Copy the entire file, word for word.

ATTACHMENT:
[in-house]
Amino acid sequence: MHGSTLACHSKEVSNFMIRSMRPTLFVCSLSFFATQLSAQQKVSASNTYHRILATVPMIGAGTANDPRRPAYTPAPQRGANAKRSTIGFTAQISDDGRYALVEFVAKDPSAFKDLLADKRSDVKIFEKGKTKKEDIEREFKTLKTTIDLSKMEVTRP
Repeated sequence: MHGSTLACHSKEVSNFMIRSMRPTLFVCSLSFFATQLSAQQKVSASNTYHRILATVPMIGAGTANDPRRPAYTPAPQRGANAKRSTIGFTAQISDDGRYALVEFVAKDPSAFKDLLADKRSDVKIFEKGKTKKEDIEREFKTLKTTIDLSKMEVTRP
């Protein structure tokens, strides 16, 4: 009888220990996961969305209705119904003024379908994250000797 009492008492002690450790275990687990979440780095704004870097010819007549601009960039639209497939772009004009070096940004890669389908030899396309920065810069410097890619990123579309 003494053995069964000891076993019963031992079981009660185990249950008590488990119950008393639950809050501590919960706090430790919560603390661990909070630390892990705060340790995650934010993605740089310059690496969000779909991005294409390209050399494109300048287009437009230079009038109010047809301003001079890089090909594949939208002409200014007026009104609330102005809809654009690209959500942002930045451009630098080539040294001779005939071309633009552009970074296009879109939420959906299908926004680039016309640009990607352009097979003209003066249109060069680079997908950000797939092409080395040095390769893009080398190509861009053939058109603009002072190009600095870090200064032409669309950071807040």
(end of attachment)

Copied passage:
[in-house]
Amino acid sequence: MHGSTLACHSKEVSNFMIRSMRPTLFVCSLSFFATQLSAQQKVSASNTYHRILATVPMIGAGTANDPRRPAYTPAPQRGANAKRSTIGFTAQISDDGRYALVEFVAKDPSAFKDLLADKRSDVKIFEKGKTKKEDIEREFKTLKTTIDLSKMEVTRP
Repeated sequence: MHGSTLACHSKEVSNFMIRSMRPTLFVCSLSFFATQLSAQQKVSASNTYHRILATVPMIGAGTANDPRRPAYTPAPQRGANAKRSTIGFTAQISDDGRYALVEFVAKDPSAFKDLLADKRSDVKIFEKGKTKKEDIEREFKTLKTTIDLSKMEVTRP
């Protein structure tokens, strides 16, 4: 009888220990996961969305209705119904003024379908994250000797 009492008492002690450790275990687990979440780095704004870097010819007549601009960039639209497939772009004009070096940004890669389908030899396309920065810069410097890619990123579309 003494053995069964000891076993019963031992079981009660185990249950008590488990119950008393639950809050501590919960706090430790919560603390661990909070630390892990705060340790995650934010993605740089310059690496969000779909991005294409390209050399494109300048287009437009230079009038109010047809301003001079890089090909594949939208002409200014007026009104609330102005809809654009690209959500942002930045451009630098080539040294001779005939071309633009552009970074296009879109939420959906299908926004680039016309640009990607352009097979003209003066249109060069680079997908950000797939092409080395040095390769893009080398190509861009053939058109603009002072190009600095870090200064032409669309950071807040």